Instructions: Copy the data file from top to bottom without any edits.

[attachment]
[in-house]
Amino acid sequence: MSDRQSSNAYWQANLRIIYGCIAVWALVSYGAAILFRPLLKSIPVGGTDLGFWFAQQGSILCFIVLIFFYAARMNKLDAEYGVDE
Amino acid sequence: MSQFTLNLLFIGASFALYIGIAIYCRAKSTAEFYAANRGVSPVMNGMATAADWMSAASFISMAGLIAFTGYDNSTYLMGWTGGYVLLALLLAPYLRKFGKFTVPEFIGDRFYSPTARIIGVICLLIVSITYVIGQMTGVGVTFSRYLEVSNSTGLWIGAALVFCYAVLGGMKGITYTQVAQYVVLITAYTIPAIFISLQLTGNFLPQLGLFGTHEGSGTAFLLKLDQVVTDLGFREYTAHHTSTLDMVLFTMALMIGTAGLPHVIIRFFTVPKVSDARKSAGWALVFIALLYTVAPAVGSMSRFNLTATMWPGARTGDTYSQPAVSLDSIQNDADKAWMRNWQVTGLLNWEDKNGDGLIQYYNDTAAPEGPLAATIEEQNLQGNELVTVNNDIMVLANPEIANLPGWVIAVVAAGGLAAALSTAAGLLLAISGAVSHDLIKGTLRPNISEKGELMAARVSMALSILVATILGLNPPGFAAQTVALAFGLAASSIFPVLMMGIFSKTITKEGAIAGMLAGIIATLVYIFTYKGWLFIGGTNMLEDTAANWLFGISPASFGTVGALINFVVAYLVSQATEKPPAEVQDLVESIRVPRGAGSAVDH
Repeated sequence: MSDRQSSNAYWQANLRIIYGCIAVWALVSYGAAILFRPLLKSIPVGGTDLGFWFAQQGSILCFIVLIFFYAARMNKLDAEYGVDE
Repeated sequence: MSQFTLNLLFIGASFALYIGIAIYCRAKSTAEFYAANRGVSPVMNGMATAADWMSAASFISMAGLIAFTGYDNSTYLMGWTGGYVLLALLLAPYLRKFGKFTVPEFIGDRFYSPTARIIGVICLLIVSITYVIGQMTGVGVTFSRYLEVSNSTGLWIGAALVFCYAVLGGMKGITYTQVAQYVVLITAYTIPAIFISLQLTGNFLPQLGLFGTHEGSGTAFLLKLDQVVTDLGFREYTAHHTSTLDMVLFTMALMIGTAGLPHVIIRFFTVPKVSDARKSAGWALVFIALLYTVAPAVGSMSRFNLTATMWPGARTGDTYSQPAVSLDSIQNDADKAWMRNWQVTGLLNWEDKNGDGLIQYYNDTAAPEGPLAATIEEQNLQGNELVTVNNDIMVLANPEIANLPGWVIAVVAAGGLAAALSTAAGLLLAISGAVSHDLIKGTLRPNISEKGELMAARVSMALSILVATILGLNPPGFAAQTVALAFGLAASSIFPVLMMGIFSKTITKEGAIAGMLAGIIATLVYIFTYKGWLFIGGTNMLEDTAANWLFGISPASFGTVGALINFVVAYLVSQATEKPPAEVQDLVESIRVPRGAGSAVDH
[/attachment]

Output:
[in-house]
Amino acid sequence: MSDRQSSNAYWQANLRIIYGCIAVWALVSYGAAILFRPLLKSIPVGGTDLGFWFAQQGSILCFIVLIFFYAARMNKLDAEYGVDE
Amino acid sequence: MSQFTLNLLFIGASFALYIGIAIYCRAKSTAEFYAANRGVSPVMNGMATAADWMSAASFISMAGLIAFTGYDNSTYLMGWTGGYVLLALLLAPYLRKFGKFTVPEFIGDRFYSPTARIIGVICLLIVSITYVIGQMTGVGVTFSRYLEVSNSTGLWIGAALVFCYAVLGGMKGITYTQVAQYVVLITAYTIPAIFISLQLTGNFLPQLGLFGTHEGSGTAFLLKLDQVVTDLGFREYTAHHTSTLDMVLFTMALMIGTAGLPHVIIRFFTVPKVSDARKSAGWALVFIALLYTVAPAVGSMSRFNLTATMWPGARTGDTYSQPAVSLDSIQNDADKAWMRNWQVTGLLNWEDKNGDGLIQYYNDTAAPEGPLAATIEEQNLQGNELVTVNNDIMVLANPEIANLPGWVIAVVAAGGLAAALSTAAGLLLAISGAVSHDLIKGTLRPNISEKGELMAARVSMALSILVATILGLNPPGFAAQTVALAFGLAASSIFPVLMMGIFSKTITKEGAIAGMLAGIIATLVYIFTYKGWLFIGGTNMLEDTAANWLFGISPASFGTVGALINFVVAYLVSQATEKPPAEVQDLVESIRVPRGAGSAVDH
Repeated sequence: MSDRQSSNAYWQANLRIIYGCIAVWALVSYGAAILFRPLLKSIPVGGTDLGFWFAQQGSILCFIVLIFFYAARMNKLDAEYGVDE
Repeated sequence: MSQFTLNLLFIGASFALYIGIAIYCRAKSTAEFYAANRGVSPVMNGMATAADWMSAASFISMAGLIAFTGYDNSTYLMGWTGGYVLLALLLAPYLRKFGKFTVPEFIGDRFYSPTARIIGVICLLIVSITYVIGQMTGVGVTFSRYLEVSNSTGLWIGAALVFCYAVLGGMKGITYTQVAQYVVLITAYTIPAIFISLQLTGNFLPQLGLFGTHEGSGTAFLLKLDQVVTDLGFREYTAHHTSTLDMVLFTMALMIGTAGLPHVIIRFFTVPKVSDARKSAGWALVFIALLYTVAPAVGSMSRFNLTATMWPGARTGDTYSQPAVSLDSIQNDADKAWMRNWQVTGLLNWEDKNGDGLIQYYNDTAAPEGPLAATIEEQNLQGNELVTVNNDIMVLANPEIANLPGWVIAVVAAGGLAAALSTAAGLLLAISGAVSHDLIKGTLRPNISEKGELMAARVSMALSILVATILGLNPPGFAAQTVALAFGLAASSIFPVLMMGIFSKTITKEGAIAGMLAGIIATLVYIFTYKGWLFIGGTNMLEDTAANWLFGISPASFGTVGALINFVVAYLVSQATEKPPAEVQDLVESIRVPRGAGSAVDH